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Age Of The Brawny Male Demigod

Kannada films still shy of women-centric storylines

Age Of The Brawny Male Demigod
Balcony Shot
Shruthi Hariharan in a still from Nathicharami
Age Of The Brawny Male Demigod
outlookindia.com
2019-03-08T12:56:41+0530

Film-maker Suman Kittur’s 2016 hit Kiragoorina Gayyaligalu had come amidst an incipient revival of Kannada cinema and the film about the young wives of a village stood out for two reasons—the story, a nugget from Kannada literature told engagingly, and its cast with no superstars. Of the roughly 200 films produced annually in Sandalwood, only a handful is actress-led, a recent example being the Sruthi Hariharan-starrer Nathicharami. Or, going even further back, Shraddha Srinath in the thriller U-Turn.

“We need to have these kind of films coming back-to-back,” says Kittur. Looking back, she says it was indeed a risk picking a story like Kiragoorina Gayyaligalu to make a film. “But we had gone ahead reasoning that if it clicked, it might embolden others too,” she says. But that hasn’t rea­lly happened. The lament is familiar, looping back into the economics of showbiz. And, while Bollywood actresses have created a market for themselves, it hasn’t happened on that scale in the south yet.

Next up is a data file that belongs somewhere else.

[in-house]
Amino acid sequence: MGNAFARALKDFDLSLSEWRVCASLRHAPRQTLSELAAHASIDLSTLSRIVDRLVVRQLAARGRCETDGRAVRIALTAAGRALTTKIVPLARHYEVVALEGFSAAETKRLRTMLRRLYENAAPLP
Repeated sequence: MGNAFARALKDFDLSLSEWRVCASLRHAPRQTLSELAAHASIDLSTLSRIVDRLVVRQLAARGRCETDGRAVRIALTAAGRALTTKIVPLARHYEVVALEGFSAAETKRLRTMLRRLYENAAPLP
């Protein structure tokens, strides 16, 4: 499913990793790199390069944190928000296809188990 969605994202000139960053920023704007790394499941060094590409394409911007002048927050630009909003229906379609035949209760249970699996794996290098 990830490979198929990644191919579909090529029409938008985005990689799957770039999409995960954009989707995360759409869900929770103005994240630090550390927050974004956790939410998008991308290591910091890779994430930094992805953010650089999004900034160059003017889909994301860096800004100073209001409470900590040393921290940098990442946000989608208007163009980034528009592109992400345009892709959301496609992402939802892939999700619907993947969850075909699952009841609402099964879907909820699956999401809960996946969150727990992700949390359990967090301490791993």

It wasn’t always so. Malashree, in the nineties, could pull off a film on her own and so could Arathi and Kalpana in the 1970s. “Quite unusually, Hindi has done a better job regarding women-oriented cinema than anybody else suddenly in the recent past,” says film critic Srinivas Bhashyam. Malayalam matches it, he says, pointing to How Old Are You?, actress Manju Warrier’s comeback film in 2014. Parvathy playing an Indian nurse in Iraq in Take Off or Nimisha Sajayan in Thondi Modallum Drikshakshiyum, both 2017, are other rec­ent meaty roles in Malayalam, although the ethos is still drenched in masculinism. But the range of genres that Hindi has experimented with is noteworthy, says Bhashyam.

Bangalore-based film journalist Jogi exp­lains why actress-led films are not very common now, unlike in the past. “Fewer women are going to cinema theatres. Even if they do, youngsters aren’t going to watch Kannada films. They watch Hindi films because of their ­multi-cultural circle of friends,” he says. Unlike commercial films, however, Kannada offbeat cinema has consistently churned out actress-led films. But these mostly do the festival circuits and rarely reach the average film-goi­ng audience.

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